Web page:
It’s a third-year radio journalism class with an average of 20 students. I emphasize current affairs. In the fall-term, we learn how to tell stories with sound from the 60-second news story to soundscapes and short documentaries. In the second term, we put those skills in service of live radio on CHSR. Every student has to produce a Lunchbox show.
2) Tell our readers what is involved in this project, broadcasting on CHSR’s Lunchbox?
The students have to come up with a focused idea/subject they can sustain for half an hour. They’re put in groups of two, so they can cover the entire hour Lunchbox slot. As producers, the students are expected to do far more than just book an interview or two and play a tune. Usually there are several packaged items, including short (5 minute) documentaries. They need to script it, time it and then perform it. My hope is that students understand the care, hard work (and sometimes the bossiness) required to be a radio producer.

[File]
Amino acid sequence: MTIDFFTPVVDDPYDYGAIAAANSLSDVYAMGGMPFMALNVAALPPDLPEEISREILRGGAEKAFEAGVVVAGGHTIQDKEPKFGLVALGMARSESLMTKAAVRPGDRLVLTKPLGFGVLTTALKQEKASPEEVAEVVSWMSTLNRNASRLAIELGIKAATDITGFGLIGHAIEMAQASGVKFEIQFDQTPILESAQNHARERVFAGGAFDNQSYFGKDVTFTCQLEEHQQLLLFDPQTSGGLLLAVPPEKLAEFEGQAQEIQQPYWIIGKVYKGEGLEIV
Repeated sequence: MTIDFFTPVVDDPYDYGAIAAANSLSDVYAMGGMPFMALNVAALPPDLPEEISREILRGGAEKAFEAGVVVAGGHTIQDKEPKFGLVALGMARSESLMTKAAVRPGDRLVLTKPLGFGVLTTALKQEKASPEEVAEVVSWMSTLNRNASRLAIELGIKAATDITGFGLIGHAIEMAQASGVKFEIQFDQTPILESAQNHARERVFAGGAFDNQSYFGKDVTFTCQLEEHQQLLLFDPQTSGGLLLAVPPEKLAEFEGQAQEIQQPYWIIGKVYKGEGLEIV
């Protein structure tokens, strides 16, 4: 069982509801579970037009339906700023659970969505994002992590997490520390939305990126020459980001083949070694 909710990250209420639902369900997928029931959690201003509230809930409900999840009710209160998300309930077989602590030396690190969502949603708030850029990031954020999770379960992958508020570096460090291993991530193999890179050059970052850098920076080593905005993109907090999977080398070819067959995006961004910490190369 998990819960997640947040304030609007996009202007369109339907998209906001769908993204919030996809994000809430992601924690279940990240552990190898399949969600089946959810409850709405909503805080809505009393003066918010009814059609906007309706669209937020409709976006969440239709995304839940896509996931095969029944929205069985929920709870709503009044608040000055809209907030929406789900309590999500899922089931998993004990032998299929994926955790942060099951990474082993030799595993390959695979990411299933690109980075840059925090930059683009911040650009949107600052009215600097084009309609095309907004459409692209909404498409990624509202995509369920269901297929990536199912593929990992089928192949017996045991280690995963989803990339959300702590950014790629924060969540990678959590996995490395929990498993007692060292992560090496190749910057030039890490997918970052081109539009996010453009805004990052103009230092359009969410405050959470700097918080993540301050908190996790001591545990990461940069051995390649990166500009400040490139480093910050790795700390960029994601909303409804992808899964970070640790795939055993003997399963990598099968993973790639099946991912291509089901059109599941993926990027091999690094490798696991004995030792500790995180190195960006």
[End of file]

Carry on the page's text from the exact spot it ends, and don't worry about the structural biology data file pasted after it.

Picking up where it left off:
3) How many years has this been going on?
I’ve been teaching this class for five years and we’ve been doing the shows every year since.
4) What has been the student response to these shows?
The students love the rush of doing live radio. Most want to do it again. But beyond that, the student producers are proud of the depth of their work. It’s practically like doing a half hour documentary.
5) What are some of the highlights of this year’s broadcasts?
I’d hate to single out any one show out, but we’ve had shows on everything from “The Internet and Over-sharing” to “The Employment Prospects of Generation Y” to “Concussions in Hockey.” We’ve had some great shows this year, with more to come before the term is up.